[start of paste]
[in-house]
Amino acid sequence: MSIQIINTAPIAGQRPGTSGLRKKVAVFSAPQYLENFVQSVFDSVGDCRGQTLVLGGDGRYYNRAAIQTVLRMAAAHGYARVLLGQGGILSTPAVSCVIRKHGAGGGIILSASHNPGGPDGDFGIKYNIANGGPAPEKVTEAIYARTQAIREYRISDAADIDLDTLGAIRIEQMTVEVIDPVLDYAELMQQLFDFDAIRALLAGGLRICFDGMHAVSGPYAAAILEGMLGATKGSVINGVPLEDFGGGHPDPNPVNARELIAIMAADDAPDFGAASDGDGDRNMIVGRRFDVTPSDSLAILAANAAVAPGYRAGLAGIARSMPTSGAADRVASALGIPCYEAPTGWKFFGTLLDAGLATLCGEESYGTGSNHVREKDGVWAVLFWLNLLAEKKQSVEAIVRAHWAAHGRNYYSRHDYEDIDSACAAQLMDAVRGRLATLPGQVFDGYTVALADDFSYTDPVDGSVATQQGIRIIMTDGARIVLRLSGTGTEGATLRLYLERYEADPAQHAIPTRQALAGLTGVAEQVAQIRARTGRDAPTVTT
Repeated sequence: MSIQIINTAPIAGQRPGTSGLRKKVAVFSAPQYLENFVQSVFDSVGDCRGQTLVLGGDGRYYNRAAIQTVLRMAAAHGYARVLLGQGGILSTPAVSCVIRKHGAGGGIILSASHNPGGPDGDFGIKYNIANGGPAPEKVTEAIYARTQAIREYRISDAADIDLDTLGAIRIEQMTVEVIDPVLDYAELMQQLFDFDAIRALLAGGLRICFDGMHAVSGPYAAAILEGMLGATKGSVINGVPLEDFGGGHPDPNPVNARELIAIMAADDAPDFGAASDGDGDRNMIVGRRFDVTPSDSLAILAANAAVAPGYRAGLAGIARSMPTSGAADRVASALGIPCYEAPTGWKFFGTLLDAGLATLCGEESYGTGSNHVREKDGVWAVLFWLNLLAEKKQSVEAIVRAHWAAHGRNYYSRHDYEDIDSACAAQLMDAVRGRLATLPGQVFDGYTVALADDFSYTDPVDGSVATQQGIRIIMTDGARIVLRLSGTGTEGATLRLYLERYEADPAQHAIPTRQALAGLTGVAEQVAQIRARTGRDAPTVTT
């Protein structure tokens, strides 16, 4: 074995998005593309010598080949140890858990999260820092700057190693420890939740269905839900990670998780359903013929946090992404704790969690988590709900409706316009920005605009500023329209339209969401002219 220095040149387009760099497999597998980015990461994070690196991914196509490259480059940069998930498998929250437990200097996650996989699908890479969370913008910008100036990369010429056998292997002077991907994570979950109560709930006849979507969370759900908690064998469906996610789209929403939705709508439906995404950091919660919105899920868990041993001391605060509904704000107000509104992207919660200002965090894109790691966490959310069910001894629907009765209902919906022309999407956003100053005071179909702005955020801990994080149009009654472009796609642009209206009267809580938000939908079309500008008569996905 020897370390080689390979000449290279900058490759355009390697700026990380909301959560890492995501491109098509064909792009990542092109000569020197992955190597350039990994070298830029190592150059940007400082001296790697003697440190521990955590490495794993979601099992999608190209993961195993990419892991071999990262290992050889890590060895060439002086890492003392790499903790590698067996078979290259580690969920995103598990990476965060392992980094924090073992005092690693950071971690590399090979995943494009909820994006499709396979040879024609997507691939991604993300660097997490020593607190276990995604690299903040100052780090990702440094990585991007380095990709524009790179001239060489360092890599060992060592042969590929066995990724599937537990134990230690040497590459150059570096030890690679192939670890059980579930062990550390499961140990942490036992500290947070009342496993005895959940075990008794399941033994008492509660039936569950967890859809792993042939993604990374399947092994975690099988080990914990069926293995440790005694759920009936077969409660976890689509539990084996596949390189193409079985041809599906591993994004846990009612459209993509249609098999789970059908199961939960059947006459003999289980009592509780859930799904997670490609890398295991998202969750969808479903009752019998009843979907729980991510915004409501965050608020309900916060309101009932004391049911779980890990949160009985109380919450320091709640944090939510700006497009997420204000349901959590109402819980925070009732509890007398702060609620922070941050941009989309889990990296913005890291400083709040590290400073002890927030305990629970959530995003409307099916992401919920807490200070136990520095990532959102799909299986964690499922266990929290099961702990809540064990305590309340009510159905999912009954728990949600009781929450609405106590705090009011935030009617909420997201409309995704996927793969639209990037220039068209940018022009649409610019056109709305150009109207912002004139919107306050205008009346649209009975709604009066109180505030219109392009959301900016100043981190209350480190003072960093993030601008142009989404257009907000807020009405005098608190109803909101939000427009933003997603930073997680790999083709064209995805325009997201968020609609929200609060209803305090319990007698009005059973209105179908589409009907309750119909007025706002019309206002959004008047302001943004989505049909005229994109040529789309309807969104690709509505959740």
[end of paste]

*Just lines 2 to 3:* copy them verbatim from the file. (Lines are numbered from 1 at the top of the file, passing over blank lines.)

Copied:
Amino acid sequence: MSIQIINTAPIAGQRPGTSGLRKKVAVFSAPQYLENFVQSVFDSVGDCRGQTLVLGGDGRYYNRAAIQTVLRMAAAHGYARVLLGQGGILSTPAVSCVIRKHGAGGGIILSASHNPGGPDGDFGIKYNIANGGPAPEKVTEAIYARTQAIREYRISDAADIDLDTLGAIRIEQMTVEVIDPVLDYAELMQQLFDFDAIRALLAGGLRICFDGMHAVSGPYAAAILEGMLGATKGSVINGVPLEDFGGGHPDPNPVNARELIAIMAADDAPDFGAASDGDGDRNMIVGRRFDVTPSDSLAILAANAAVAPGYRAGLAGIARSMPTSGAADRVASALGIPCYEAPTGWKFFGTLLDAGLATLCGEESYGTGSNHVREKDGVWAVLFWLNLLAEKKQSVEAIVRAHWAAHGRNYYSRHDYEDIDSACAAQLMDAVRGRLATLPGQVFDGYTVALADDFSYTDPVDGSVATQQGIRIIMTDGARIVLRLSGTGTEGATLRLYLERYEADPAQHAIPTRQALAGLTGVAEQVAQIRARTGRDAPTVTT
Repeated sequence: MSIQIINTAPIAGQRPGTSGLRKKVAVFSAPQYLENFVQSVFDSVGDCRGQTLVLGGDGRYYNRAAIQTVLRMAAAHGYARVLLGQGGILSTPAVSCVIRKHGAGGGIILSASHNPGGPDGDFGIKYNIANGGPAPEKVTEAIYARTQAIREYRISDAADIDLDTLGAIRIEQMTVEVIDPVLDYAELMQQLFDFDAIRALLAGGLRICFDGMHAVSGPYAAAILEGMLGATKGSVINGVPLEDFGGGHPDPNPVNARELIAIMAADDAPDFGAASDGDGDRNMIVGRRFDVTPSDSLAILAANAAVAPGYRAGLAGIARSMPTSGAADRVASALGIPCYEAPTGWKFFGTLLDAGLATLCGEESYGTGSNHVREKDGVWAVLFWLNLLAEKKQSVEAIVRAHWAAHGRNYYSRHDYEDIDSACAAQLMDAVRGRLATLPGQVFDGYTVALADDFSYTDPVDGSVATQQGIRIIMTDGARIVLRLSGTGTEGATLRLYLERYEADPAQHAIPTRQALAGLTGVAEQVAQIRARTGRDAPTVTT